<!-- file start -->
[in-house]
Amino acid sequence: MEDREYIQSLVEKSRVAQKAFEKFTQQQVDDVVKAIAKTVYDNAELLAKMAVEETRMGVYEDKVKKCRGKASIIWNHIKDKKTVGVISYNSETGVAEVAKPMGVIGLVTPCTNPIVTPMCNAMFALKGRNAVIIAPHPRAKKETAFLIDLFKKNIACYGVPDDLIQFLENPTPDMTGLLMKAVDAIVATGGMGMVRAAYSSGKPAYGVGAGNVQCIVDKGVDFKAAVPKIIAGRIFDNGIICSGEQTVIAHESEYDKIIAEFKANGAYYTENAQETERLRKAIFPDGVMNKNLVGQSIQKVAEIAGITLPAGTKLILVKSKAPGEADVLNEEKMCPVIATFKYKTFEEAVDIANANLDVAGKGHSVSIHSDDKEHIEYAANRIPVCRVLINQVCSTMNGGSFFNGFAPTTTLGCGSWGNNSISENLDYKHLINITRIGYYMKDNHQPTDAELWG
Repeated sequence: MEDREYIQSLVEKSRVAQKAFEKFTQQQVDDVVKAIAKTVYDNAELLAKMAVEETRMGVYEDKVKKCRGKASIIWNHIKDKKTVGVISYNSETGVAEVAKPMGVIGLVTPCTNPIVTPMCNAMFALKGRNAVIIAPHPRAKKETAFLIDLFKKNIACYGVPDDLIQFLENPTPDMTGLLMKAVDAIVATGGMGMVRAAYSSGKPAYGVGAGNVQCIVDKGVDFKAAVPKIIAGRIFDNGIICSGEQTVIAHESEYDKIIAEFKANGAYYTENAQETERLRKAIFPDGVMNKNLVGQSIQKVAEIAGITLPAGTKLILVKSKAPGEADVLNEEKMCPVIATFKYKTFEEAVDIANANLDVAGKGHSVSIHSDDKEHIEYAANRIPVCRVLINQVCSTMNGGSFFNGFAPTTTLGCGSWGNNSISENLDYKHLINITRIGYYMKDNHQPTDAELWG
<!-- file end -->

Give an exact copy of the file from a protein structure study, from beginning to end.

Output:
[in-house]
Amino acid sequence: MEDREYIQSLVEKSRVAQKAFEKFTQQQVDDVVKAIAKTVYDNAELLAKMAVEETRMGVYEDKVKKCRGKASIIWNHIKDKKTVGVISYNSETGVAEVAKPMGVIGLVTPCTNPIVTPMCNAMFALKGRNAVIIAPHPRAKKETAFLIDLFKKNIACYGVPDDLIQFLENPTPDMTGLLMKAVDAIVATGGMGMVRAAYSSGKPAYGVGAGNVQCIVDKGVDFKAAVPKIIAGRIFDNGIICSGEQTVIAHESEYDKIIAEFKANGAYYTENAQETERLRKAIFPDGVMNKNLVGQSIQKVAEIAGITLPAGTKLILVKSKAPGEADVLNEEKMCPVIATFKYKTFEEAVDIANANLDVAGKGHSVSIHSDDKEHIEYAANRIPVCRVLINQVCSTMNGGSFFNGFAPTTTLGCGSWGNNSISENLDYKHLINITRIGYYMKDNHQPTDAELWG
Repeated sequence: MEDREYIQSLVEKSRVAQKAFEKFTQQQVDDVVKAIAKTVYDNAELLAKMAVEETRMGVYEDKVKKCRGKASIIWNHIKDKKTVGVISYNSETGVAEVAKPMGVIGLVTPCTNPIVTPMCNAMFALKGRNAVIIAPHPRAKKETAFLIDLFKKNIACYGVPDDLIQFLENPTPDMTGLLMKAVDAIVATGGMGMVRAAYSSGKPAYGVGAGNVQCIVDKGVDFKAAVPKIIAGRIFDNGIICSGEQTVIAHESEYDKIIAEFKANGAYYTENAQETERLRKAIFPDGVMNKNLVGQSIQKVAEIAGITLPAGTKLILVKSKAPGEADVLNEEKMCPVIATFKYKTFEEAVDIANANLDVAGKGHSVSIHSDDKEHIEYAANRIPVCRVLINQVCSTMNGGSFFNGFAPTTTLGCGSWGNNSISENLDYKHLINITRIGYYMKDNHQPTDAELWG